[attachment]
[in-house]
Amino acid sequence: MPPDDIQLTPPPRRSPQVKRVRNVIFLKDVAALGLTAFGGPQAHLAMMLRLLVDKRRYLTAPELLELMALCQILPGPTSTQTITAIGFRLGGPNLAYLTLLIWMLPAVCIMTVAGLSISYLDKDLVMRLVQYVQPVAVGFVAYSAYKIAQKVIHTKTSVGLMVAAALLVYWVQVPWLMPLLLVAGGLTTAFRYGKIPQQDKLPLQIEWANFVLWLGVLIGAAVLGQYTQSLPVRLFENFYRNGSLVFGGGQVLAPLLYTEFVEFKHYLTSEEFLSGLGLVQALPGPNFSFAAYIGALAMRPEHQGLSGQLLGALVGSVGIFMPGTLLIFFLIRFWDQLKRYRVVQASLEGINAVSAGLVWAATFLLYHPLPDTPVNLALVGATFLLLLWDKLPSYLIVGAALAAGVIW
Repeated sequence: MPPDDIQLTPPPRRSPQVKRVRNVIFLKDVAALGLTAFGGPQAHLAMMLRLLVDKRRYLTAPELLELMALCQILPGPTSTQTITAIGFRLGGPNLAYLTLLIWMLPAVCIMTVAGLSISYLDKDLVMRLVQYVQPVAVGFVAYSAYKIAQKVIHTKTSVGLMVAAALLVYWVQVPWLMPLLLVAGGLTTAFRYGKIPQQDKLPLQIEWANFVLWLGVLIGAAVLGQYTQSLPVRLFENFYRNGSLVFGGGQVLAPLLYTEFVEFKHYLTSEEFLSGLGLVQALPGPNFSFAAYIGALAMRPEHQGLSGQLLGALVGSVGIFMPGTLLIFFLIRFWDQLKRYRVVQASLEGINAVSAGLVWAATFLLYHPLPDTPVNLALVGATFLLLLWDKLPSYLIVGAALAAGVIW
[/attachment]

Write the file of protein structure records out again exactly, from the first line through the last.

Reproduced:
[in-house]
Amino acid sequence: MPPDDIQLTPPPRRSPQVKRVRNVIFLKDVAALGLTAFGGPQAHLAMMLRLLVDKRRYLTAPELLELMALCQILPGPTSTQTITAIGFRLGGPNLAYLTLLIWMLPAVCIMTVAGLSISYLDKDLVMRLVQYVQPVAVGFVAYSAYKIAQKVIHTKTSVGLMVAAALLVYWVQVPWLMPLLLVAGGLTTAFRYGKIPQQDKLPLQIEWANFVLWLGVLIGAAVLGQYTQSLPVRLFENFYRNGSLVFGGGQVLAPLLYTEFVEFKHYLTSEEFLSGLGLVQALPGPNFSFAAYIGALAMRPEHQGLSGQLLGALVGSVGIFMPGTLLIFFLIRFWDQLKRYRVVQASLEGINAVSAGLVWAATFLLYHPLPDTPVNLALVGATFLLLLWDKLPSYLIVGAALAAGVIW
Repeated sequence: MPPDDIQLTPPPRRSPQVKRVRNVIFLKDVAALGLTAFGGPQAHLAMMLRLLVDKRRYLTAPELLELMALCQILPGPTSTQTITAIGFRLGGPNLAYLTLLIWMLPAVCIMTVAGLSISYLDKDLVMRLVQYVQPVAVGFVAYSAYKIAQKVIHTKTSVGLMVAAALLVYWVQVPWLMPLLLVAGGLTTAFRYGKIPQQDKLPLQIEWANFVLWLGVLIGAAVLGQYTQSLPVRLFENFYRNGSLVFGGGQVLAPLLYTEFVEFKHYLTSEEFLSGLGLVQALPGPNFSFAAYIGALAMRPEHQGLSGQLLGALVGSVGIFMPGTLLIFFLIRFWDQLKRYRVVQASLEGINAVSAGLVWAATFLLYHPLPDTPVNLALVGATFLLLLWDKLPSYLIVGAALAAGVIW